Listen, MLB owners have every right to try to make as much money as possible.  But they don’t seem to realize how they are hurting the game.

Come on, read the room. We are coming out of COVID. Fans are still figuring out it is fun to go to games again.

And you can’t figure out how to solve this?

Now, here is the scary part.

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If they couldn’t reach a deal after talking for the last few days under an owner-imposed deadline that moved from Monday to Tuesday, what makes you think they will come together anytime soon?

There is no incentive for the owners to budge until they start losing money.

What is going to make them come back to the bargaining table?

Personally, I believe this entire scenario was set up months ago by MLB, starting a lockout and then not getting serious in negotiations until the last few days. MLB made a proposal that would increase the minimum salary to $700,000 this year, up from $570,500 in 2021.

But MLB wouldn’t meet the players on other issues that effectively killed the negotiations.

It was a brilliant PR strategy, all the while knowing they were going to miss April.

In essence, these owners are willing to hurt the game now to make even more money later.

It’s all about money.

About that ATM machine that keeps cranking money.

The roar has been silenced

This hurts the Detroit Tigers immeasurably.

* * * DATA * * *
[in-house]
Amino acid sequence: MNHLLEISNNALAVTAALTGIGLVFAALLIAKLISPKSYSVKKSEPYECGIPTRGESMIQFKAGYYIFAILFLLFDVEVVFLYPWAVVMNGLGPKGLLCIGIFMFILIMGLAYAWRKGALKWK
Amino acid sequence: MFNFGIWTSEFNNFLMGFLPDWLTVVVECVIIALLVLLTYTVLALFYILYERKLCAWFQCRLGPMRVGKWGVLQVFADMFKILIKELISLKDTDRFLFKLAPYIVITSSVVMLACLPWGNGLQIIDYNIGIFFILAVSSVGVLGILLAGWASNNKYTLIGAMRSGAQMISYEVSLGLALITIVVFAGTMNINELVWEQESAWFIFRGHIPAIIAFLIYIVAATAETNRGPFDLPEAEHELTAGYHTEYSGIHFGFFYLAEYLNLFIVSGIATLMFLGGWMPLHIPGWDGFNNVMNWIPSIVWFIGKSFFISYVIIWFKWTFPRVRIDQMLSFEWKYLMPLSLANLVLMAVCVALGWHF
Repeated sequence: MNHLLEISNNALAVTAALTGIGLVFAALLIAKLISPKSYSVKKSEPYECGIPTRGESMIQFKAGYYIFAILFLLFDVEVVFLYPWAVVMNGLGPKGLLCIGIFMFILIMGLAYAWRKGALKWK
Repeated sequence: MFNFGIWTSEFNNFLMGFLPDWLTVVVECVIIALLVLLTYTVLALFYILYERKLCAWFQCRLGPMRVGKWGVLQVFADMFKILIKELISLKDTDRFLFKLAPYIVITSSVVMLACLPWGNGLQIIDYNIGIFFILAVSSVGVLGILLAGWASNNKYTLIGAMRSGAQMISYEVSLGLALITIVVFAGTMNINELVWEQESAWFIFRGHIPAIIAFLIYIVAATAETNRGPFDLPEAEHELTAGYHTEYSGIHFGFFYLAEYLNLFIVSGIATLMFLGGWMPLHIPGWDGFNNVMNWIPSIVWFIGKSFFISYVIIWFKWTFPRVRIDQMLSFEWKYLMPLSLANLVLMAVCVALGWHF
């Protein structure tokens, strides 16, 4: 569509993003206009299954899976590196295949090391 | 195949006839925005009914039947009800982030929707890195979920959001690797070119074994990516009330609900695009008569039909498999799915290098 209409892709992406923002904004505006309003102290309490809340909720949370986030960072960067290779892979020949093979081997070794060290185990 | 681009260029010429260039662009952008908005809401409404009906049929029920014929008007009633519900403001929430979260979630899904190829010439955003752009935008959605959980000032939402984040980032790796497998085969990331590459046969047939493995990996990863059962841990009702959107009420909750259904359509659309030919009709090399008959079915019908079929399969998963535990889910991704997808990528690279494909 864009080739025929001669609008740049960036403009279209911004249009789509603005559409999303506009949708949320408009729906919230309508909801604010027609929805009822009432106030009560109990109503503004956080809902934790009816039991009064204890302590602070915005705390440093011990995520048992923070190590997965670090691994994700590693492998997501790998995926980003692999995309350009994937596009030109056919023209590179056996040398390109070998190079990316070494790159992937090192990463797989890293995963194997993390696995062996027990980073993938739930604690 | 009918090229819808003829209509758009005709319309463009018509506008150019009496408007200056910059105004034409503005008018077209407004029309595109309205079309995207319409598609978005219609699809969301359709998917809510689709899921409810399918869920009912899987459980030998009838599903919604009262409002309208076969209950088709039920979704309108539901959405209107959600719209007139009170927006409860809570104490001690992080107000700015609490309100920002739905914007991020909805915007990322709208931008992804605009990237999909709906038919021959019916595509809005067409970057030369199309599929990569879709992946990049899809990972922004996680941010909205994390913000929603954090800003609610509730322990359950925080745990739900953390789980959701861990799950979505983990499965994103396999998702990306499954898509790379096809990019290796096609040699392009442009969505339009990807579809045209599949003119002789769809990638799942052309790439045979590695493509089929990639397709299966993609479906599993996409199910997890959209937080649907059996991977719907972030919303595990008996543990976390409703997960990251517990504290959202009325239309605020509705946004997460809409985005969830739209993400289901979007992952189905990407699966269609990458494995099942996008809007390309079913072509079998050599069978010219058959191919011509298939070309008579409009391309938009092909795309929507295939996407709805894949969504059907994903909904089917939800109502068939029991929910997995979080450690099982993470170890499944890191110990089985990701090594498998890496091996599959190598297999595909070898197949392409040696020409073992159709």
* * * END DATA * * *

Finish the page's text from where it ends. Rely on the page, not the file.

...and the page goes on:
This organization, which has been horrible for years, is on the cusp of playing good baseball. They are poised to have a fantastic season. There should be so much excitement about this team and Miguel Cabrera going for his 3,000th hit.

Instead, everything is in limbo.

When will they start playing games? Nobody knows.

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Should the pitchers continue to ramp up? Nobody knows.

Will they eventually start training in Lakeland? Nobody knows.

Will they miss more than a month? Nobody knows.

If there is a tiny bright side for the Tigers, it’s that Spencer Torkelson and Riley Greene are not on the 40-man roster. These two young prospects can continue to train in minor league minicamp. And if the lockout continues, they could continue to grow in Triple-A Toledo.

But this situation is horrible for somebody like infielder Kody Clemens, who joined the Tigers’ active 40-man roster in November, to keep him from being available to other teams in the Rule-5 draft.

Clemens would benefit greatly from being in camp right now. He would have the chance to grow by playing in minor league games in April.

But he can’t because of a technicality.

Does MLB care about players like him?

Of course not.

The MLB owners don’t care about the players. And they don’t care about the fans. And they don’t care about the tradition of Opening Day. And they don’t care about the countless people working in and around the stadium. And they don’t care about the game.

Yes, you have reason to be ticked and frustrated and sad.

Because it feels like baseball just died.

Yet, those owners stand in front of that ATM, waiting their time, knowing it will start spitting out cash soon enough, for years to come. That’s what this is about. Future money. Risking the short term for the long-term payout.

But we have lost more than Opening Day. It seems likely that we have lost April. Maybe May.

Because these owners will still break even, even as they break the game.

MORE FROM SEIDEL: This Tigers prospect no longer under the radar after homering over it

Contact Jeff Seidel: Follow him on Twitter @seideljeff. To read his recent columns, go to